According to the AFP news agency: “Heavily armed men surrounded the Palace of Government, where President Umaro Sissoco Embalo and prime minister Nuno Gomes Nabiam were believed to have gone to attend a cabinet meeting.”
The soldiers around the government palace, located on the outskirts of the city not far from the airport, kept people at bay. An AFP correspondent reported that a man with a gun ordered him to move away at gunpoint. The area around the airport was filled with people fleeing the scene. Markets emptied and banks closed. Numerous military vehicles loaded with soldiers drove through the streets.
Tensions within the executive
While no information was yet available on the fate of President Embalo, an Economic Community of West African States (ECOWAS) communiqué issued in the afternoon held “the military responsible for the physical integrity” of the head of state and asked them to “return to their barracks”.
This comes less than a week after a ministerial reshuffle on 24 January in which the secretary of state for public order, Albert Malu, was dismissed. He was at the forefront of the conflict between the government and the president over an A340 airliner that came from Banjul with presidential approval.
Prime minister Gomes had initially said that the plane was carrying suspicious cargo and had entered the country illegally, but later retracted his statement.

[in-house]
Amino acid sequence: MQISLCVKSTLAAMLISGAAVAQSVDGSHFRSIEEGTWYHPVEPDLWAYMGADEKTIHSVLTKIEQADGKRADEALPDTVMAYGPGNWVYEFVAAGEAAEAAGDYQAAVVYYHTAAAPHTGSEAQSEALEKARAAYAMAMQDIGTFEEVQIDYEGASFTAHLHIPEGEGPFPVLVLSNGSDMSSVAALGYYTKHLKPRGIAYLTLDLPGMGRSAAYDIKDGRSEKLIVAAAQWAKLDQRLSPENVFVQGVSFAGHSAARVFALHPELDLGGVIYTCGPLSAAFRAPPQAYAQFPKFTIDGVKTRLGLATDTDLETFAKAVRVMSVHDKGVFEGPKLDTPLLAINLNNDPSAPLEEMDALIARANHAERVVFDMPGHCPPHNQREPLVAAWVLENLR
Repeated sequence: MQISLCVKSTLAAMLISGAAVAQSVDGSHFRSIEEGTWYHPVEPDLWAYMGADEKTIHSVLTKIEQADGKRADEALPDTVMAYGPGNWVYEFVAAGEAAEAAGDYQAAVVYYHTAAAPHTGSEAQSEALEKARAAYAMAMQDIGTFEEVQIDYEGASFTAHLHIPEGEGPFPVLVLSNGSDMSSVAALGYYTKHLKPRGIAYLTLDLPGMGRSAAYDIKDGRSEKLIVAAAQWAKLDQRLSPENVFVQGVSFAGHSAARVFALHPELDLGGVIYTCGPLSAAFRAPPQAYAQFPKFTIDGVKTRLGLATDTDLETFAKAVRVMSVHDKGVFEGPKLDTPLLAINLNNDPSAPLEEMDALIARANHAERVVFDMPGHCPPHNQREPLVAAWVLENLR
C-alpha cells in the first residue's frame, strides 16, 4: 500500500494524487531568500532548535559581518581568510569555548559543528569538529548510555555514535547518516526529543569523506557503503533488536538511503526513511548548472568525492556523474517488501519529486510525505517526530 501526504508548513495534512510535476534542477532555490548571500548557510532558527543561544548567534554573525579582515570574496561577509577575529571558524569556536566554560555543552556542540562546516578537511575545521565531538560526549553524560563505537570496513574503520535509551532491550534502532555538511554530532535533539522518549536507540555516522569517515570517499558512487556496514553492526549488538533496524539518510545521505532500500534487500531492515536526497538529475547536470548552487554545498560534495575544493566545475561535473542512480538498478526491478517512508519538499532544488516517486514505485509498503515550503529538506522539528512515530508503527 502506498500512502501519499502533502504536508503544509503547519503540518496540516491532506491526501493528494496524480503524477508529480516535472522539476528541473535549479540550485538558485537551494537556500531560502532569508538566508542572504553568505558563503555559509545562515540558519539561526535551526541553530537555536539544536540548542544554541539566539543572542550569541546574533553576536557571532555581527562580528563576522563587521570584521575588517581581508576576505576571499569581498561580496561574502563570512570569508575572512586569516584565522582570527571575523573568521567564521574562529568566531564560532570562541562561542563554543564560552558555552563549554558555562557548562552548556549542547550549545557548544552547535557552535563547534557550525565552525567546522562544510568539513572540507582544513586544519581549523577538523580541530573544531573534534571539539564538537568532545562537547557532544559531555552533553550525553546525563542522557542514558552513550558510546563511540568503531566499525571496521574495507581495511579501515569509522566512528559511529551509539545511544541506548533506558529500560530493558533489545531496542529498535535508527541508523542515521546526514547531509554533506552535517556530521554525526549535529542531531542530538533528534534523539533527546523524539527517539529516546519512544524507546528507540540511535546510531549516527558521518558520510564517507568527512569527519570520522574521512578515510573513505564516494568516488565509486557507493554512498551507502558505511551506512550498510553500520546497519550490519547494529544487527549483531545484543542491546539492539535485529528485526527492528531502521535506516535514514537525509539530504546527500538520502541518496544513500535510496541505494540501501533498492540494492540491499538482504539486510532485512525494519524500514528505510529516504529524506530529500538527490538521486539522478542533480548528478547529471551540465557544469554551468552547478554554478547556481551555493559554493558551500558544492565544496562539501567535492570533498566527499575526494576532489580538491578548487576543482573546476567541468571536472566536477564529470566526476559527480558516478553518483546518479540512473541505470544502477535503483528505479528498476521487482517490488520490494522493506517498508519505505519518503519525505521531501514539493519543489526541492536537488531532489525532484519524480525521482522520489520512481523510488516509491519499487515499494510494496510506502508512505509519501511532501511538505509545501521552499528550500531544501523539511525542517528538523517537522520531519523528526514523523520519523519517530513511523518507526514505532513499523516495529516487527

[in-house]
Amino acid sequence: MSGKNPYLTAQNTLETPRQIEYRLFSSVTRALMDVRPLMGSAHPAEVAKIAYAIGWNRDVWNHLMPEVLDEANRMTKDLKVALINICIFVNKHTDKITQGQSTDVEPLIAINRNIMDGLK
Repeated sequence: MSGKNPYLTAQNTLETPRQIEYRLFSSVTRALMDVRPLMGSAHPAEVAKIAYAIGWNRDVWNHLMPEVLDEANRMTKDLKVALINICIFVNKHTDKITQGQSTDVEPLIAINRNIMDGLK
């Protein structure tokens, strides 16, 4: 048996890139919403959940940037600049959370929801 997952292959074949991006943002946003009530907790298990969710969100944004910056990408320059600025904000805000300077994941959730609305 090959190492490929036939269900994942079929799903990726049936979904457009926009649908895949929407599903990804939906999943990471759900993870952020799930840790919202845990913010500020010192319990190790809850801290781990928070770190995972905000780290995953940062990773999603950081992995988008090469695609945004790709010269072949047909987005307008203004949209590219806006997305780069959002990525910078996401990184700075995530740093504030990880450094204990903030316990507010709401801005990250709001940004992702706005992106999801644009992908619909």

Guinea-Bissau is known as a ‘narco-state’ after the hollowing out and corruption of government functions by drug-runners who bring cocaine over from Latin America and up through the Sahara to the European market. The International Monetary Fund defines a narco-state as one in which “all legitimate institutions become penetrated by the power and wealth of traffickers.”
The most recent coup in the country dates back to 2012, with the previous decade marking an unprecedented period of peace, if not stability. The 2012 coup leader, Antonio Indjai, was eventually indicted by a New York grand jury on drug trafficking charges related to Colombian cocaine cartels.
Embalo’s tenure has not been smooth sailing. It took almost four months after the disputed presidential election results of 29 December 2019 for ECOWAS to announce on 22 April that it recognised Embalo’s election, while calling for the nomination of a new prime minister.
West Africa has experienced a rash of coups recently: in Burkina Faso, Chad, Guinea and Mali.
More details as they emerge…
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